Dr. Laureen Hachem has long been interested in neurosurgery and the potential of endogenous stem cells to repair spinal cord injuries. She started her research career in her last year of high school, volunteering in the lab of Dr. Charles Tator, a researcher and neurosurgeon at Toronto Western Hospital, and she continued working in Dr. Tator’s lab throughout her undergraduate and medical school education at the University of Toronto.
In 2017, she graduated from medical school and started the Toronto Neurosurgery Residency Program, which combines clinical and lab-based research training.
“When I’m on clinical service, I see questions or problems that I can critically analyze and think about how I would address them in a systematic, hypothesis-generating way,” says Dr. Hachem. “When I go back to the lab, I have an important perspective because I’ve seen what is relevant and feasible in the clinic, and the patient is always top of mind.”
In 2020, she started her PhD research, supervised by Dr. Tator and Dr. Michael Fehlings, continuing her studies of endogenous stem cell regeneration, with the aim of identifying therapies for spinal cord injury.
She had previously found that high levels of the neurotransmitter glutamate activate the AMPA receptor, which stimulates a response from endogenous stem cells. With a PSI Resident Research Grant, she began to look for clinically relevant methods to therapeutically activate AMPA receptors to stimulate endogenous stem cell regeneration, focusing on a class of drug called ampakines.
Ampakines bind to AMPA receptors to improve neuron signalling and have been used in neurodegenerative diseases, such as Alzheimer’s disease and Parkinson’s disease and in the setting of opioid-induced respiratory depression, and have been tested in clinical trials for some neuropsychiatric conditions. But until Dr. Hachem’s research, ampakines had not been examined for their potential in enhancing endogenous spinal cord stem cell regeneration.
Dr. Hachem says that PSI’s Resident Research Grant is a valuable tool for residents to develop their own research program and gain valuable skills early in their career.
“Because this grant funds residents as principal investigators who are asking the questions and leading the work, it gives residents ownership over the project,” she says. “It sets you up for the future in developing your career as a scientist and your own research program.”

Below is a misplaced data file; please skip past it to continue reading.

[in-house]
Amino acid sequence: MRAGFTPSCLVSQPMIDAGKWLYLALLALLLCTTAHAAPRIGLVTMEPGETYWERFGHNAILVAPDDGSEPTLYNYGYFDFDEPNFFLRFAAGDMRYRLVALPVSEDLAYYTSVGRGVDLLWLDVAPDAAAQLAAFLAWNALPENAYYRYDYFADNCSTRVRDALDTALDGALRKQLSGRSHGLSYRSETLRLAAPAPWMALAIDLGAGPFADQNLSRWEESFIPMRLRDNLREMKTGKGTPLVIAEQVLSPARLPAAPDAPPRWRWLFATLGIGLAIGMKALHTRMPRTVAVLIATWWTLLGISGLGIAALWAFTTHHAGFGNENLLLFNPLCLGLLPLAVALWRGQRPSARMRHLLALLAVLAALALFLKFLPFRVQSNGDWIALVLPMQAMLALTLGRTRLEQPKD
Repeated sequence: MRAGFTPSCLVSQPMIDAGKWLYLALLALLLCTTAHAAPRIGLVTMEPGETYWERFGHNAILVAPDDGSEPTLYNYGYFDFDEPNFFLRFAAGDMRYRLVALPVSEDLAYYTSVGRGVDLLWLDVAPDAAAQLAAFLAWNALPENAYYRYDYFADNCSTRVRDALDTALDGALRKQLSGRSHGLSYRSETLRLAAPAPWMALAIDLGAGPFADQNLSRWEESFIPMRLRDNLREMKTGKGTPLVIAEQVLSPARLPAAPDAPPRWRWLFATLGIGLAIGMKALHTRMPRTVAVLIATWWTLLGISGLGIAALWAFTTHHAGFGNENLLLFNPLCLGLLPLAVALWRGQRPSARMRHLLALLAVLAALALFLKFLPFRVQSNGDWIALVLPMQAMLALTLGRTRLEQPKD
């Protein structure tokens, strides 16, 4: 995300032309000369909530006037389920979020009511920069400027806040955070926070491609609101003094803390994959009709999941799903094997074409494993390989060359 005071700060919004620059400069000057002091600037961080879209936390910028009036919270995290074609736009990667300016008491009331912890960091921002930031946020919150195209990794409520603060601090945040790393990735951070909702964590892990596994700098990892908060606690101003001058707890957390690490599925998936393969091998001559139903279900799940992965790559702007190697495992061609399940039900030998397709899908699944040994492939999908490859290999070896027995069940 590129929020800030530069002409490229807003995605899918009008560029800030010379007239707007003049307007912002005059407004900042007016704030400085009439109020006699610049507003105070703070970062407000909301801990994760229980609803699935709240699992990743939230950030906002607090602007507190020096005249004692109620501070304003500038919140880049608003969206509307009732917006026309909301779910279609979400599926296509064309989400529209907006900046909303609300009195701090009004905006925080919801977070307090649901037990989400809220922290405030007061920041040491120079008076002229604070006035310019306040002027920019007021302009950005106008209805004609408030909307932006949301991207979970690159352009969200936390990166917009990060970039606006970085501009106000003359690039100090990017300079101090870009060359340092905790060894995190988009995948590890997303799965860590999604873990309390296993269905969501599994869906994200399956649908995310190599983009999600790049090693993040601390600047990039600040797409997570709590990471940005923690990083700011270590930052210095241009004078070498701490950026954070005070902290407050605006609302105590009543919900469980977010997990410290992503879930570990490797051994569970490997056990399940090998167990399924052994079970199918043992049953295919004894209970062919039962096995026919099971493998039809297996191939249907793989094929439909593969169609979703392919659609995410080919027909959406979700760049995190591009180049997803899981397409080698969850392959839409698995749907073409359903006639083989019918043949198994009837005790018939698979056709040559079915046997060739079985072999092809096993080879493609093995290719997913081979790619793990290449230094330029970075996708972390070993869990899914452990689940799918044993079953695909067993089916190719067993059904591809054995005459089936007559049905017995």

Repurposed drug shows promise for neural stem cell regeneration
With PSI funding, Dr. Hachem used a clinically relevant rodent model of spinal cord injury to test whether an ampakine drug could stimulate the AMPA receptor to regenerate endogenous stem cells and restore function.
She found that the treatment increased the growth and division of endogenous neural stem cells and the production of beneficial growth factors, which was associated with increased neuron survival, reduced inflammation and improved functional recovery.
Dr. Hachem notes that other more invasive strategies – including stem cell transplantation – have been studied to repair spinal cord injuries, and while they show promise, her research is the first to show that ampakines have potential as a less invasive approach to regenerate neural stem cells.
“With this work, we’re trying to harness the body’s own regenerative potential with these stem cells. Since the discovery of these cells, it’s been a long-standing question of how we can actually use them to repair the spinal cord after injury, and this study is a critical step in answering that,” she says. “The relevance of the therapy and translation to the clinic is always top of mind, and ultimately the goal is to translate this drug and this approach of positively modulating these cells to patients in a clinical trial.”
With these first results, Dr. Hachem is continuing her research to understand the mechanisms at work, as well as examining the use of ampakines in chronic spinal cord injury. She plans to continue pursuing lab-based research along with clinical care to build a career that ultimately improves care for patients with spinal cord injury.
“Funding from PSI Foundation allowed me to do this first critical experiment to show the feasibility and efficacy of the drug, as well as optimize drug dosing, timing and duration, and this work paves the way for larger scale studies and ultimately clinical translation to patients,” says Dr. Hachem. “This line of research has really grown with me throughout my medical education. Looking forward in the future, I aim to have a career where I can integrate my research interests with my surgical practice.”